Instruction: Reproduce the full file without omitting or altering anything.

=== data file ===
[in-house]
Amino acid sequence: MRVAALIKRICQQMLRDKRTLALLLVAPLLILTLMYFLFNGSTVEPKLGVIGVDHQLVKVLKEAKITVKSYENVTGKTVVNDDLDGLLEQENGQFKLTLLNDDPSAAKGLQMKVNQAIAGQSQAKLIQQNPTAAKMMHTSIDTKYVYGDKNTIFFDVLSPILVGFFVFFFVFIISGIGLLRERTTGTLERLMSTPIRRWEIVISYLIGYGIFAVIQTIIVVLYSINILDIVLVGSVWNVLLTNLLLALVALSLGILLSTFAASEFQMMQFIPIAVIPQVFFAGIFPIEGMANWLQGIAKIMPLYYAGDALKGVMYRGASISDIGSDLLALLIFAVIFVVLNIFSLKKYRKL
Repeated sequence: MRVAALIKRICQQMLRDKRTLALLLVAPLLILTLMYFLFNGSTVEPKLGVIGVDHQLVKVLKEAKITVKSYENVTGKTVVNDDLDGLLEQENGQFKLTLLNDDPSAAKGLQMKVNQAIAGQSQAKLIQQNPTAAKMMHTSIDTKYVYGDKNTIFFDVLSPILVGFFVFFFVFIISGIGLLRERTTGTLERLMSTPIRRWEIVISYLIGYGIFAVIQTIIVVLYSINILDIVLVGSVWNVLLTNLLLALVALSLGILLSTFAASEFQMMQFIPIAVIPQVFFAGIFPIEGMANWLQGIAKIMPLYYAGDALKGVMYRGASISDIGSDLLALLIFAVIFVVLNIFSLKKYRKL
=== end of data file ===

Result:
[in-house]
Amino acid sequence: MRVAALIKRICQQMLRDKRTLALLLVAPLLILTLMYFLFNGSTVEPKLGVIGVDHQLVKVLKEAKITVKSYENVTGKTVVNDDLDGLLEQENGQFKLTLLNDDPSAAKGLQMKVNQAIAGQSQAKLIQQNPTAAKMMHTSIDTKYVYGDKNTIFFDVLSPILVGFFVFFFVFIISGIGLLRERTTGTLERLMSTPIRRWEIVISYLIGYGIFAVIQTIIVVLYSINILDIVLVGSVWNVLLTNLLLALVALSLGILLSTFAASEFQMMQFIPIAVIPQVFFAGIFPIEGMANWLQGIAKIMPLYYAGDALKGVMYRGASISDIGSDLLALLIFAVIFVVLNIFSLKKYRKL
Repeated sequence: MRVAALIKRICQQMLRDKRTLALLLVAPLLILTLMYFLFNGSTVEPKLGVIGVDHQLVKVLKEAKITVKSYENVTGKTVVNDDLDGLLEQENGQFKLTLLNDDPSAAKGLQMKVNQAIAGQSQAKLIQQNPTAAKMMHTSIDTKYVYGDKNTIFFDVLSPILVGFFVFFFVFIISGIGLLRERTTGTLERLMSTPIRRWEIVISYLIGYGIFAVIQTIIVVLYSINILDIVLVGSVWNVLLTNLLLALVALSLGILLSTFAASEFQMMQFIPIAVIPQVFFAGIFPIEGMANWLQGIAKIMPLYYAGDALKGVMYRGASISDIGSDLLALLIFAVIFVVLNIFSLKKYRKL